This maneuver requires ‘heaving to’ so that the grab can go down straight and quickly grab the bottom while the ship is more-or-less still. The sample is pulled on board, and we are off again, following a track at 030 degrees – north by a slight easterly inclination. We move toward St. Thomas and St. John’s, heading for Pillsbury Sound between the islands. After some more sailing we are over 12000 feet of water, 2000 fathoms or about 4000m. Hard to believe we could be out in open water so quickly. It’s afternoon.  The day wears on and a few of the crew are feeling poorly as we move over open water and start to catch the swells as well as the local wind-driven waves. The ship’s constant motion and the havoc it wreaks with the inner ear is taking its toll, but people continue to work to adjust the sheets, optimize the sails and set the ship up for max speed and efficiency.

The surface neuston tow is pulled at a remarkable 2 kt – we pick up Sargassum ‘weed’ as Columbus called it, with Sargassum crabs – Portunus sayi. I ask Erik if we can collect some samples for muscle structure and molecular analysis. He agrees and we decide to hold the animal overnight; maybe we’ll get a few more and we can dissect and prep when things aren’t quite so hectic; the main job right now is to examine different Sargassum morphologies. We continue to move north.

B watch, my watch, is on. More sail adjustments and rope coiling learning what the Ballentine in Ballentine Beer is about (a rope coiling technique that allows rapid deployment of for instance the downhaul rope when needed; I always wondered what the rope symbol meant! Constant learning…).  More speed as the breeze freshens. Christie (American University) and I do an hourly shipboard walk-through – and then another; creeping through the engine compartment, checking the heads (toilets), making sure the gauges all are reading out ‘good’ ranges. We are pleased that our second walkthrough was complete, but took only 10 minutes!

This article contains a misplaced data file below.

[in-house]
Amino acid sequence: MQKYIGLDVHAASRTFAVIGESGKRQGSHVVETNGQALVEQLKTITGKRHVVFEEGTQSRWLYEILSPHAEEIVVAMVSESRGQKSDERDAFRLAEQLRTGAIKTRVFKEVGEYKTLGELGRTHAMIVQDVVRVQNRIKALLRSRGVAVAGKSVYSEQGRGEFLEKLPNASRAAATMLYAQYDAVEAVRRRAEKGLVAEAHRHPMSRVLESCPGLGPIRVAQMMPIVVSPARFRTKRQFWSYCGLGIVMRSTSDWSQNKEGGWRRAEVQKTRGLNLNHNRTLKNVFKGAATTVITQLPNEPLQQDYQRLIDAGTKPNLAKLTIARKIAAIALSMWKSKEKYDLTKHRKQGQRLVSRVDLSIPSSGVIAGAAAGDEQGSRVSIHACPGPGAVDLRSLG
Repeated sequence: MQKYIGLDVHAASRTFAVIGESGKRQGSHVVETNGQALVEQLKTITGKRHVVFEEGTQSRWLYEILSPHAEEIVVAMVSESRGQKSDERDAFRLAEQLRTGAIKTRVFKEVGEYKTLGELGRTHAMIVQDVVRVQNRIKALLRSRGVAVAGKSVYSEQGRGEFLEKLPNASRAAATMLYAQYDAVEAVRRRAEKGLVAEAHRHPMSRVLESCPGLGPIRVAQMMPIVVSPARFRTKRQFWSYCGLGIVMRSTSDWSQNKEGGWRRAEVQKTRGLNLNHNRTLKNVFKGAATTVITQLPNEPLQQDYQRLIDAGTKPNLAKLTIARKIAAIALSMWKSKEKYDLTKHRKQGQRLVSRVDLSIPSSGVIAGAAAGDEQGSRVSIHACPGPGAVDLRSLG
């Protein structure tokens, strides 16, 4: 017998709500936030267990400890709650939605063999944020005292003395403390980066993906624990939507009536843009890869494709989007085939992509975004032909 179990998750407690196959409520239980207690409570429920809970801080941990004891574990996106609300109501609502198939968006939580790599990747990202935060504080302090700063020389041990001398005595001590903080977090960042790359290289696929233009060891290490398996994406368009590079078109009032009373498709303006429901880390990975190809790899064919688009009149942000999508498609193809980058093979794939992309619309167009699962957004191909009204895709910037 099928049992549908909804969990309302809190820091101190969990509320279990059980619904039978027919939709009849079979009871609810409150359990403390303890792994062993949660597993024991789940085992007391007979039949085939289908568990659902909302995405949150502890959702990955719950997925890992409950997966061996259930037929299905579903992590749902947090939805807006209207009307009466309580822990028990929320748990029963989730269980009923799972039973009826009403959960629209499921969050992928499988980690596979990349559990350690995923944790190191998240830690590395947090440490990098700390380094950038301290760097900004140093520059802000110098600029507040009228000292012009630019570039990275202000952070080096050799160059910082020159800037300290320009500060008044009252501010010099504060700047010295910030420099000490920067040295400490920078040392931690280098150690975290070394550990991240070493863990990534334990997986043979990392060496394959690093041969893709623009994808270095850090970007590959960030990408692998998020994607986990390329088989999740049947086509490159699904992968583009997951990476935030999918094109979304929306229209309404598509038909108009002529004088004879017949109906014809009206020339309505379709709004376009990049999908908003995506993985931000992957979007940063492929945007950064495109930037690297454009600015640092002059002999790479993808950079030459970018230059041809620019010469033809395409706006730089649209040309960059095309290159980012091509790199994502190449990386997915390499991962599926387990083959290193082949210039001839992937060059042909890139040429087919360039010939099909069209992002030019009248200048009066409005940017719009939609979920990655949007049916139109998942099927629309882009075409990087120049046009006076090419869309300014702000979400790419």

Scott (Miami Univ. of Ohio) has been at the helm (that so many think is on backwards – not this crew!) and Tristan (Second Mate) offers me the helm. What a blast! Guiding a 134 foot brigantine through Caribbean waters, holding on 030 degrees. Some of the crew are feeling pretty salty, we are all quite happy with our accomplishments. It’s been a great learning experience. Around 1845 hrs, we prepare to change watch; the evening watch takes over and finally my day is over. I am exhausted.

Dinner time is as usual delicious, consisting of chicken, a cabbage salad, pasta and addictive apples cooked in apple sauce with cinnamon. But it’s strange; if not downright weird-but-wonderful, like a Harry Potter scene: the gimbaled tables are active! Food, plates, cups appear to move perilously toward-away – no: up and down but WE are the things moving! Odd, unintuitive but logically sensible when you think about it. The gimbaled tables are a new experience for me – most of the new participant crew are at least amused by them. Not everyone can partake, but it’s a great meal. I’m wiped out-impressed by  the camaraderie, the wonder of being at sea and seeing flying fish in a way I’ve never seen before (here I see them flying from a side view; it’s always been either toward or away from the ship; this time I can see the fish flying over the surface. – I was sure they were birds. I marvel at the nearly silent motion of the ship, which uses the wind and waves instead of fighting them like a typical motorized ship; I crawl into my bunk (lucky it’s a lower one!) and I’m out like a light.

- Tony

Categories: Corwith Cramer, • Topics: c263b  colleague cruise  sargassum  life at sea • (0) Comments